Arctic ice
On March 17, the Arctic sea ice cover peaked at 14.48 million square kilometers, making it the second-lowest maximum on recordNASA/ Nathan Kurtz

Sea ice in the Arctic grew to its wintertime maximum on March 17 this year. It has been recorded as the second lowest maximum ever. While the winter in 2017 remains the lowest, the top four lowest ice maximums have all been recorded in the last four years.

The trend of shrinking ice levels in the Arctic continued in this year as well, reports the National Snow and Ice Data Center (NSIDC) and NASA.

On March 17, peak Arctic ice cover reached 14.48 million square kilometers. This is 60,000 square kilometers larger than last year's peak levels recorded on March 7, reports NASA. Another significant metric in the report was that the last four years reached equally low maximum extents and kept up the decade-long trend of disappearing ice in the northern tundra.

To put that in perspective, this year's maximum of 14.48 million square kilometers was 1.16 million square kilometers below 1981—2010 average maximum extent, which is about the area of France and Spain put together.

Every year, between late February and early April, Arctic ice expands and thickens in the winter. During the peak of summer around September, it reaches its minimum. Over the last decade, both the maximum and minimum levels of ice have steadily declined, reports NASA.

"The Arctic sea ice cover continues to be in a decreasing trend and this is connected to the ongoing warming of the Arctic," said Claire Parkinson, senior climate scientist at NASA's Goddard Space Flight Center. "It's a two-way street: the warming means less ice is going to form and more ice is going to melt, but also, because there's less ice, less of the sun's incident solar radiation is reflected off, and this contributes to the warming."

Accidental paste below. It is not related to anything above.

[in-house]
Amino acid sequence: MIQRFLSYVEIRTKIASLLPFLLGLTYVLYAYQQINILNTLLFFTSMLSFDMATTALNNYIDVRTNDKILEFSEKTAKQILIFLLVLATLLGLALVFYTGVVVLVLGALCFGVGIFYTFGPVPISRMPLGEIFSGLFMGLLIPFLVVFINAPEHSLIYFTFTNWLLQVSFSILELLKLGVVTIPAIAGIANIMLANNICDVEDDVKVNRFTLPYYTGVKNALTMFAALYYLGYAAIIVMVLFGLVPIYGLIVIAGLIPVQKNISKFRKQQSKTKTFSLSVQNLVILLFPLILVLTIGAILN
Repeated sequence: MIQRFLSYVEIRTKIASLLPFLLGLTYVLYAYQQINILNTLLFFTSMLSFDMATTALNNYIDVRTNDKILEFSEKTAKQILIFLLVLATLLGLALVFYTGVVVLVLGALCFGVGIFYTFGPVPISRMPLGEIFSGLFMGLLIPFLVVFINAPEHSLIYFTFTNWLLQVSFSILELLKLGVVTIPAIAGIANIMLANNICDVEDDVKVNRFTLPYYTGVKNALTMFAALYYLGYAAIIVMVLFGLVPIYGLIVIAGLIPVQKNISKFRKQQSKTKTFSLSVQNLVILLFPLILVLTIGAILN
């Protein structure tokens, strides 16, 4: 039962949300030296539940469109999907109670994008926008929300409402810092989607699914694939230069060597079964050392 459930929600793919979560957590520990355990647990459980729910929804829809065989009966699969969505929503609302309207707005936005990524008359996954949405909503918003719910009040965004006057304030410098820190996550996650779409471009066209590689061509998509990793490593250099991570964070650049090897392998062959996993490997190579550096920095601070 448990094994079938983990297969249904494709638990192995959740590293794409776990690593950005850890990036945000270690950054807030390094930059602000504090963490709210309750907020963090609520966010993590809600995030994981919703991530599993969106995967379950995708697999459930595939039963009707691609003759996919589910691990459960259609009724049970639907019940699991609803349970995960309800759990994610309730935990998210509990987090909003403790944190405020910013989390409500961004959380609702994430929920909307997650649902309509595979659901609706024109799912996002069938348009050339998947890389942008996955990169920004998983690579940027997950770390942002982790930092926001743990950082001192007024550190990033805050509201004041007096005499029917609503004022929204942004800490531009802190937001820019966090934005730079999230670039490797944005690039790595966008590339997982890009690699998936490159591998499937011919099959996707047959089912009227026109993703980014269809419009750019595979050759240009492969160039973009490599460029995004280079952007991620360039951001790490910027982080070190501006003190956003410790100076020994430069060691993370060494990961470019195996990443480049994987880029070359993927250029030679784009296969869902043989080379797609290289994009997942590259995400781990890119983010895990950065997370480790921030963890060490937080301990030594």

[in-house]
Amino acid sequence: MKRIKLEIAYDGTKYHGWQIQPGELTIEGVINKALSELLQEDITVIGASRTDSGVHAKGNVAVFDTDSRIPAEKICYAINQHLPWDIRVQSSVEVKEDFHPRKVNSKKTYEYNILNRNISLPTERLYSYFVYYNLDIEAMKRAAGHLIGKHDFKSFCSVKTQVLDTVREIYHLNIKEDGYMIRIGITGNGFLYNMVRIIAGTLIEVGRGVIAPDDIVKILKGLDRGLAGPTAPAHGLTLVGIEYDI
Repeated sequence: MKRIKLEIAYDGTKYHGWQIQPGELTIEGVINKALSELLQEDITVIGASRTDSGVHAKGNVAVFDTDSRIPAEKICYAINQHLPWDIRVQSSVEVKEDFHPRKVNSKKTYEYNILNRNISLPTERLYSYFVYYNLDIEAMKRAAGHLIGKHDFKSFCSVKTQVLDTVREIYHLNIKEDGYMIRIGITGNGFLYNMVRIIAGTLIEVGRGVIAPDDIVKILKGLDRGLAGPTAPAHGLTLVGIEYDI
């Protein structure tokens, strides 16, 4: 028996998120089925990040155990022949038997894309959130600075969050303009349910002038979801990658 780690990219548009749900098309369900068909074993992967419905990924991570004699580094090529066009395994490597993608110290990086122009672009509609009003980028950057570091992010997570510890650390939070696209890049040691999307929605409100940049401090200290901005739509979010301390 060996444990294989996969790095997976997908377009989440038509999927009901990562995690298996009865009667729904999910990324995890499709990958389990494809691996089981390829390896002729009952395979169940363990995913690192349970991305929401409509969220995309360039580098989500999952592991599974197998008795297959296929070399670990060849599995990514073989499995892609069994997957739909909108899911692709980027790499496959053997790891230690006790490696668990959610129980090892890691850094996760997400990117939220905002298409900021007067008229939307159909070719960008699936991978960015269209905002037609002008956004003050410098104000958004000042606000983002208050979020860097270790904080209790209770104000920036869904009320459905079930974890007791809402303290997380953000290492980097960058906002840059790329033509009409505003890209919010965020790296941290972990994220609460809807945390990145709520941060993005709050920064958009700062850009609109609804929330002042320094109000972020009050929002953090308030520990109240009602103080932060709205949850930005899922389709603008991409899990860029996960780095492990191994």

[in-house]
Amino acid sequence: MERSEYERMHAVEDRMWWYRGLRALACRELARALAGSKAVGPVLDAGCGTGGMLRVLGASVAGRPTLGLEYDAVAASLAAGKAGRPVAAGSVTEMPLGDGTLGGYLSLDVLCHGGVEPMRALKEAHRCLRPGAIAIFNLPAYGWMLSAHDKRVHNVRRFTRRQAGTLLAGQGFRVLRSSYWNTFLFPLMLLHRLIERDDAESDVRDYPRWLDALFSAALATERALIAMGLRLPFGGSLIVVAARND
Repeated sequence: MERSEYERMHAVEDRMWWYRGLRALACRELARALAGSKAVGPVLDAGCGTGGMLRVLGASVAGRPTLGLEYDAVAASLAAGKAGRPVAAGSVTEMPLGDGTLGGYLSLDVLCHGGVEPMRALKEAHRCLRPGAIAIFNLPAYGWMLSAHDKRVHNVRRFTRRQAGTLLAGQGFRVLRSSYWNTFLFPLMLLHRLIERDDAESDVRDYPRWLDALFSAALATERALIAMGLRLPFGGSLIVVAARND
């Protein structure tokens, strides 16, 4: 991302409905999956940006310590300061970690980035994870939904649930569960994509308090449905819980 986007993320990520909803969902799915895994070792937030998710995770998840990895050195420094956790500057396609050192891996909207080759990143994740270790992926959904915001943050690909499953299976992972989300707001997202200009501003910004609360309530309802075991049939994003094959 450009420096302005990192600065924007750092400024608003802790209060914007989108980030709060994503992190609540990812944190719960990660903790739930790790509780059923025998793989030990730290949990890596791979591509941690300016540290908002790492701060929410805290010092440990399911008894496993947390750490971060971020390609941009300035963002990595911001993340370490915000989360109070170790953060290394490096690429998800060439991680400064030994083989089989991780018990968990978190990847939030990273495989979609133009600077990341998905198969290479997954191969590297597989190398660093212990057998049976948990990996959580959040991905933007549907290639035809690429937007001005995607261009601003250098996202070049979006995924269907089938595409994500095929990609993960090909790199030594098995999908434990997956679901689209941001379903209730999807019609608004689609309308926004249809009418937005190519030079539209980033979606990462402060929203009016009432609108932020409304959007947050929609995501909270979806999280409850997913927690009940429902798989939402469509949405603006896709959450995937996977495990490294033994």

This winter was not entirely positive for the Arctic, notes the report. There were periods of high temperatures — in some cases going to about 40 degrees above normal levels. This, in spite of there being no sunlight over the region. In fact, the North Pole was above freezing for a few days in February. Mid-March brought some late cooling and freezing, bringing the ice closer to the extent it grew in the last few years.

A large bit of open sea appeared over the north of Greenland, a region which is always solid. It is among the region's oldest and thickest ice and it was gone, notes the report. While most of the ice has re-frozen, what remains is thinner and will remain more fragile than the ice it replaced.

"This old, thicker ice is what we expect to provide stability to the Arctic sea ice system, since we expect that ice not to be as vulnerable to melting out as thinner, younger ice," said Alek Petty, a sea ice researcher at Goddard. "As ice in the Arctic becomes thinner and more mobile, it increases the likelihood for rapid ice loss in the summer."

Operation Icebridge's arctic mission for 2018 started March 22. It is NASA's annual survey of the ice cover over the Arctic ocean to map the thickness and extent of the sea ice.